Along with the Harry Potter books, one of the children’s literature phenomenons I am sad to have missed out on as a child is the Dear Canada series.* For those of you who are unfamiliar with the series (although I don’t know if it’s possible NOT to know this series) the concept is this: a series of stand alone diaries from the perspective of a girl living through notable moments in Canadian history. Simple but genius.
I had great plans to read through the entire Dear Canada series this summer on my brief hiatus, but I ended up being busier than expected and it wasn’t quite the marathon I had hoped. I am happy to have read the most recent addition to the series. That Fatal Night: The Titanic Diary of Dorothy Wilton is Sarah Ellis‘ third diary in the Dear Canada series and it is one of my favourites. The Titanic is done time and time again and with good reason: children are fascinated by this tragedy even today. But you have not read the Titanic like this before. Ellis stays away from the drama and adventure and sticks to an unusual topic for children’s literature: survivor’s guilt.
Dorothy has been asked to keep a journal by her teacher, an astute woman who promises not to read it, but suggests that Dorothy try and write about her experience aboard the most famous of ships. Dorothy is reluctant at first, instead filling the pages with stories of her life in England at her grandparents house and plays she has written featuring a “Canadian Girl” to illustrate what life was like just before ‘that fatal night’ of the title. But slowly Dorothy starts to reveal what happened on her trip. She talks about the hated Miss Pugh, her strict companion, kind Beryl, who worked aboard the ship, and trouble-making Marjorie. I had a lump in my throat as Dorothy eventually tells the events of that night and the fates of Miss Pugh, Beryl, Marjorie, and others become clear.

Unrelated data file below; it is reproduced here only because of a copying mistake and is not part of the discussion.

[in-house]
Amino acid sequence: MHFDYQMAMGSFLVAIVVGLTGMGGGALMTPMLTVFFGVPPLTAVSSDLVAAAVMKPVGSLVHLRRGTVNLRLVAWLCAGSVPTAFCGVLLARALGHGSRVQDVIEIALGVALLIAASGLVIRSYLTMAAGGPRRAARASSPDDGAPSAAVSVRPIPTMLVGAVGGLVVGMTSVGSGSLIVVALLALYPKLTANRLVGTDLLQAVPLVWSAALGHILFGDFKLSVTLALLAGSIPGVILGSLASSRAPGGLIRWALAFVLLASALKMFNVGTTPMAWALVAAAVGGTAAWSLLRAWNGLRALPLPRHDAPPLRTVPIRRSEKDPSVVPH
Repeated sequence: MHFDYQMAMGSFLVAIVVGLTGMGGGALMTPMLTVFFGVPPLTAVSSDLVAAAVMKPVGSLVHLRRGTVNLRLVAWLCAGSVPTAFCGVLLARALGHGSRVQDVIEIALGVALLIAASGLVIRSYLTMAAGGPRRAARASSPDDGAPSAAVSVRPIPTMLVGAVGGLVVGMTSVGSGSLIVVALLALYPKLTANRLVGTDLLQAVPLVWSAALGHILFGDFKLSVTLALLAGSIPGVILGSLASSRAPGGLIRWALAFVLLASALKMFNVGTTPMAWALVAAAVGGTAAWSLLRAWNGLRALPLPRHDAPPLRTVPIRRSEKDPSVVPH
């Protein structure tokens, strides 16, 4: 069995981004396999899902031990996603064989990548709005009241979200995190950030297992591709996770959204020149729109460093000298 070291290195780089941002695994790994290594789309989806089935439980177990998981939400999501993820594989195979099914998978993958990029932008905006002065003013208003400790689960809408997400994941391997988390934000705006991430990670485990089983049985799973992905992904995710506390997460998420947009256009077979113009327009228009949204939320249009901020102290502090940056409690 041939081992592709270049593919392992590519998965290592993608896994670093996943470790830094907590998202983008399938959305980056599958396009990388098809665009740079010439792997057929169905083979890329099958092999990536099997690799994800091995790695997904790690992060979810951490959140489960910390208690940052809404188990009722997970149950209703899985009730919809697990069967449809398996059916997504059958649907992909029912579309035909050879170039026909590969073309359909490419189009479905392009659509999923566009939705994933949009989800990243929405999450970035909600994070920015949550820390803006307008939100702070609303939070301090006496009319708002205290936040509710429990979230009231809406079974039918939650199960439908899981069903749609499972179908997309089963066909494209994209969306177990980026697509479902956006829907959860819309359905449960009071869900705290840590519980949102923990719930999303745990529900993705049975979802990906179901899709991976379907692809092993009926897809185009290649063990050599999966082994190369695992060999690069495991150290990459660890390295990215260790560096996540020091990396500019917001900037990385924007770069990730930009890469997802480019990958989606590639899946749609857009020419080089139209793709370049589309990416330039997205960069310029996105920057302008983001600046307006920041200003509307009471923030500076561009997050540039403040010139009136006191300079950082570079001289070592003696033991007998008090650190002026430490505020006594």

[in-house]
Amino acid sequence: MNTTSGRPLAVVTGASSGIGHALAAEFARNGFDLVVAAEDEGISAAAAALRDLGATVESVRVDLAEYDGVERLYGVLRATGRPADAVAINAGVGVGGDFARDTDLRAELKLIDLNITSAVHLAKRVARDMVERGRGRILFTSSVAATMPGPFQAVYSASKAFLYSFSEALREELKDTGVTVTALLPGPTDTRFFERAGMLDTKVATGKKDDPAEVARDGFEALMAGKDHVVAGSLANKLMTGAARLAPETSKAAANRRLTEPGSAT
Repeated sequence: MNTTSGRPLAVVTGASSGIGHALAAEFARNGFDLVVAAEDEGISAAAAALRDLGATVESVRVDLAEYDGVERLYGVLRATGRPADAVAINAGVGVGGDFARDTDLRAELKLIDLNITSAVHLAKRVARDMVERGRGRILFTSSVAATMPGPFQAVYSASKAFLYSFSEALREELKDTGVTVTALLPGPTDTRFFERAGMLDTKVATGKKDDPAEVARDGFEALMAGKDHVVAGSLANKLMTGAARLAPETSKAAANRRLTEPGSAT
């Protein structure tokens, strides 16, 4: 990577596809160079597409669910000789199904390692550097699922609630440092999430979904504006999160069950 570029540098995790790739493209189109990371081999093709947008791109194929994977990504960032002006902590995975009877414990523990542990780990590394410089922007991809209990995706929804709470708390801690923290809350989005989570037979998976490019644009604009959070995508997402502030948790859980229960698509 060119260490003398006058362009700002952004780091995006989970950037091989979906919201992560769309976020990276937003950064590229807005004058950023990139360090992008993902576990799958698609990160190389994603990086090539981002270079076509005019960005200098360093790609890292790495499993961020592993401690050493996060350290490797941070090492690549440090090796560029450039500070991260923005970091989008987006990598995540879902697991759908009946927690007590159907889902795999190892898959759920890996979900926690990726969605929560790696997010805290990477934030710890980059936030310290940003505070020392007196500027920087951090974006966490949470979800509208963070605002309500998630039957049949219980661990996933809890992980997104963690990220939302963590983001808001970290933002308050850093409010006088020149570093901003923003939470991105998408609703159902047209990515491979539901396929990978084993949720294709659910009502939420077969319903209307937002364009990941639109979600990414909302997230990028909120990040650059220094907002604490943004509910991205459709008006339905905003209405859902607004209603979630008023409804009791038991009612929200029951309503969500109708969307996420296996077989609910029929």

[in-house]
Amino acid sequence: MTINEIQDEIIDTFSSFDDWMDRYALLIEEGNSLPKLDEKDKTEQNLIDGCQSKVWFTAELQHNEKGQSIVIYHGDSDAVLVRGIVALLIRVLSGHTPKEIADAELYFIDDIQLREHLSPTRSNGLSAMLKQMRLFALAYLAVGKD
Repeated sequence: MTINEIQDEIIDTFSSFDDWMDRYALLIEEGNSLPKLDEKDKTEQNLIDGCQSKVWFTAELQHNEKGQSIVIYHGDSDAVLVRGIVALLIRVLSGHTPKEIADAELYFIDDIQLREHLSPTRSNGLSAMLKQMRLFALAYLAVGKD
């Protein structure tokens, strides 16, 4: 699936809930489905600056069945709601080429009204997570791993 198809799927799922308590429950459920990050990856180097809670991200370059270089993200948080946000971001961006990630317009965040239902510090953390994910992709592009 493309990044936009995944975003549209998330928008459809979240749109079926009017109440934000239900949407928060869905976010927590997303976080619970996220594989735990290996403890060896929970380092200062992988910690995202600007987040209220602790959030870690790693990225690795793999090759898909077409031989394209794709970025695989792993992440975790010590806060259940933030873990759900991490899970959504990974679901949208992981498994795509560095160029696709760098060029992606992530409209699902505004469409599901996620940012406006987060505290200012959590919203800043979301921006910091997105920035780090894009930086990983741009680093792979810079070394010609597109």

Despite issues of guilt and post-traumatic stress, That Fatal Night is not a heavy or traumatic read. Dorothy has a lot of pluck and Ellis has done an excellent job of recreating the diary of a girl who never intended her words to be read. She is honest about the people she likes and doesn’t like and never minces words, the effect of which is laugh out loud funny. Dorothy has a keen eye for detail and brings the Titanic to life for the reader, mentioning how the photographs in the paper cannot capture “the smells.” The tone reminded me a little bit of a Budge Wilson short story called “My War” about a girl living in Halifax during WWII who just can’t get enough of the excitement and the drama until tragedy comes into her life and she has a change of heart. Both this story and Ellis’ novel capture the horrors and loneliness of trauma in addition to the burden of other people’s reactions to your trauma.
Dear Canada fans and lovers of Titanic literature will welcome this addition to the canon. As always in this series, a historical note is included in the back for fact lovers. All in all, a very welcome addition to the Dear Canada family and one of Sarah Ellis’ best novels.
Dear Canada: That Fatal Night: The Titanic Diary of Dorothy Wilton is available now from Scholastic Canada.
*Don’t get me wrong. I enjoy both Harry Potter and Dear Canada as an adult. But I can’t help but wonder how much more magical/enlightened my life would have been had I been able to access these series as a child.